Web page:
Ideas for JOTA 2006
- Hi, the Spokane County ARES group will be working with the LiLiac City
Amateur Radio group for JOTA 2006 at Camp Cowles, Diamond Lake WA. We
have been going over ideas to help showcase Amateur Radio.
One of the ideas is to put a tracking device on the Camporee Director
and the Camp Ranger, and to have a mobile APRS station at each of the
event stations. The lads would then come and ask "Where in the Camp
is ...? We would then give them the GPS coordinates and at the end of
the day they would get a certificate for knowing "Where in the Camp
We will also be operating on the scheduled JOTA frequencies with 2 HF
and 2 VHF stations and we also hope to have an APRS up and running
with Scout Logo to designate us as a Scout Camp.
Any other ideas?
Mike Carey, KD7GHZ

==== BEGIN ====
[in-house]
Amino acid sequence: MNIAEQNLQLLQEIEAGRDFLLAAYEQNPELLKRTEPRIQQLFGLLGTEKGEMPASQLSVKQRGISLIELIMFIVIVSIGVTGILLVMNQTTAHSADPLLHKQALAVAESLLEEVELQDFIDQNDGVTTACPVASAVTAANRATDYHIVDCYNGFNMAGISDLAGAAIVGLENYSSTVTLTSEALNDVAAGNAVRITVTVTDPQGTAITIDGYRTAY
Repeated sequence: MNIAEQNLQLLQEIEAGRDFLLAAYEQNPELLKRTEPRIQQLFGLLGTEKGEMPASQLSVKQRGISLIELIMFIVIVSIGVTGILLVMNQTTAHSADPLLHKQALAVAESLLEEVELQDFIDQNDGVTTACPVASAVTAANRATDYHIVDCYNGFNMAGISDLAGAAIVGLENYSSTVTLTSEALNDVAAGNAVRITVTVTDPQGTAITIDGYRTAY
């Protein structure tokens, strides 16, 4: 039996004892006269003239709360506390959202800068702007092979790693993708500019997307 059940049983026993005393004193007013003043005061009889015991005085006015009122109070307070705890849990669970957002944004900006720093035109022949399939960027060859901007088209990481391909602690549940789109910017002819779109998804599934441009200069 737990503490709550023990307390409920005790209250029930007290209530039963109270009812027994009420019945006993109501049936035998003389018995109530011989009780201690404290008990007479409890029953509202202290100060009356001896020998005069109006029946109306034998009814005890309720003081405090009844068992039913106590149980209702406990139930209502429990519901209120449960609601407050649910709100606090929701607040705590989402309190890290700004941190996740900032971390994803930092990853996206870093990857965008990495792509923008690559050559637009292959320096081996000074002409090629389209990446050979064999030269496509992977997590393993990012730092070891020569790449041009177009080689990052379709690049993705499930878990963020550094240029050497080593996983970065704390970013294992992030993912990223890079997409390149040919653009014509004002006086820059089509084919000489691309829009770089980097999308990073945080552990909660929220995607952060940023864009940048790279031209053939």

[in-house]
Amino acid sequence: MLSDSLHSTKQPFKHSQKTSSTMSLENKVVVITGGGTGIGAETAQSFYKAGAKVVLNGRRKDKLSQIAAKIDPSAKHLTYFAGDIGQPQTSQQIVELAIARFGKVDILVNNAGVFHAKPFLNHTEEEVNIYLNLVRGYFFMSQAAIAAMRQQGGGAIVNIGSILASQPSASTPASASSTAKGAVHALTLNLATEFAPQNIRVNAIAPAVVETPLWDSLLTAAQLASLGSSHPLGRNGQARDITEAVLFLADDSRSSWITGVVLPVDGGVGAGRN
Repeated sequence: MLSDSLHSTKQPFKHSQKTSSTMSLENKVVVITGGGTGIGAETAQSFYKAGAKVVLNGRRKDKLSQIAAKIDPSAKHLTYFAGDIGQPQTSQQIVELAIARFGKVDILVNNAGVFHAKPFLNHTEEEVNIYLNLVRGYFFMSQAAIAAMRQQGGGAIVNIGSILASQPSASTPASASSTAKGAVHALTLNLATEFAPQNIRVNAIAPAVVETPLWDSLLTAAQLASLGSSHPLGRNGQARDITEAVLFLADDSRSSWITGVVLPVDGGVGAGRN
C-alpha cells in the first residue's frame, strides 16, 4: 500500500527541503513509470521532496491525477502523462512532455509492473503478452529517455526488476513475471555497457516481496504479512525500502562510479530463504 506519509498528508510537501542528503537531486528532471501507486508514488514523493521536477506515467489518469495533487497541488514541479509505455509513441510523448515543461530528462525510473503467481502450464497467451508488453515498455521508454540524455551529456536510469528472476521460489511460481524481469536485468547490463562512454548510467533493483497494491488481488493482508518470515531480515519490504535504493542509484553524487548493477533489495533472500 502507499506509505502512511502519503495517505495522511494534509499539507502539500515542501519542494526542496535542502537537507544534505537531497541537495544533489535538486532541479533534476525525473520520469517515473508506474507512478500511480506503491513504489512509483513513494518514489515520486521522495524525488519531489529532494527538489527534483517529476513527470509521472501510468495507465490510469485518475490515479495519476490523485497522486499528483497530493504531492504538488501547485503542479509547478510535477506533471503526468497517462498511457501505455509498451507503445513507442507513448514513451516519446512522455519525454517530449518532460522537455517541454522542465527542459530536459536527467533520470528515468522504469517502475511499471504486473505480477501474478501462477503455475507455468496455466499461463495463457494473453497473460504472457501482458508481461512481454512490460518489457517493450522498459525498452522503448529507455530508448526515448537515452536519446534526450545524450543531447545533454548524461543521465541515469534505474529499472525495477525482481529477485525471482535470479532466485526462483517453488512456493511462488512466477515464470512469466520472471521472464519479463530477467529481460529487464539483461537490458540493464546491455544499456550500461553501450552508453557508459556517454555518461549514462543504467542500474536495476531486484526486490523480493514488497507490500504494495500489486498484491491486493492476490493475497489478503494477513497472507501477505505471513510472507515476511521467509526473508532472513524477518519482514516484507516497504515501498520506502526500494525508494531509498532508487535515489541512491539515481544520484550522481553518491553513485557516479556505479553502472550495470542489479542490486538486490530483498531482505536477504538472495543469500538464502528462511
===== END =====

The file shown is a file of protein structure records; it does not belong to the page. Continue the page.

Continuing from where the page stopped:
- An activity that draws a lot of interest from Rover and Venture Scouts in our district is our JOTA Evening Game. Participants form groups consisting of a driver, a Ham operator and as many young people as will fit in the car or mini-van they have. Over the past years we averaged between 15 and 20 groups of 4 to 10 participants each, from a dozen or so of the Scouting Groups in the area.At 7:30 PM the groups gather at a central meeting point (usually a large car park) to register and get the questionares and coded answer sheets and a group mascotte. From 8 to 11 PM they can try and answer as many questions as they can. For most of them they need to drive around the area, for bonus points they need to make digital pictures of some locations, with their group mascotte in it to stimulate fair play. All the answers they find have to be compared to answers on the coded answer sheet. This is divided in rows and collumns, all differently coded for each group of course. Once they have five answers they radio in to the central post, give their group number and mobile callsign, the question numbers and the associated row and collumn codes. If more than a dozen groups participate it is best to use two different frequencies, 2m and 70cm are used here. A dedicated local repeater on a high QTH works best. The central station then needn't have very high antennas, which helps a lot setting up at a JOTA location!Questions can be on Scouting, Amateur Radio, local sights, common knowledge, things to look up on the internet, etc. All groups can have contact with their own QTH where helpers van Internet access. This contact can be through amateur radio (but not on the 'central' frequency of course), CB radio, mobile phone or anything else thay can think of. It also helps to have plenty of road maps, telephone books, city guides, flashlights, binoculars etc on board. Extra points can be scored if the group dresses up in theme costumes. Over the years we've seen barbies, cowboys, haloween monsters and many others. Also the car can be pimped.At the central post all answers are fed into the computer as soon as they have ben received. After 11 all groups gather at the organising group's QTH where a nice party, usually with live music, shortens the wait for the results. As soon as all groups are present and the jury have reached their verdict, the results are presented. The winner gets to organise this game the next year. As you might have read in the Ocarg Eagle we won this game last year so this year we have the honour and we'll well into the planning stages. Perhaps this is an idea four your district too?73 es YIS de Paul PA5ULRadio Interested Scout RIS#410"Chikai" Cub Scout Master, Sionee Pack, Scouting Ashanti, Zoetermeer, The Netherlands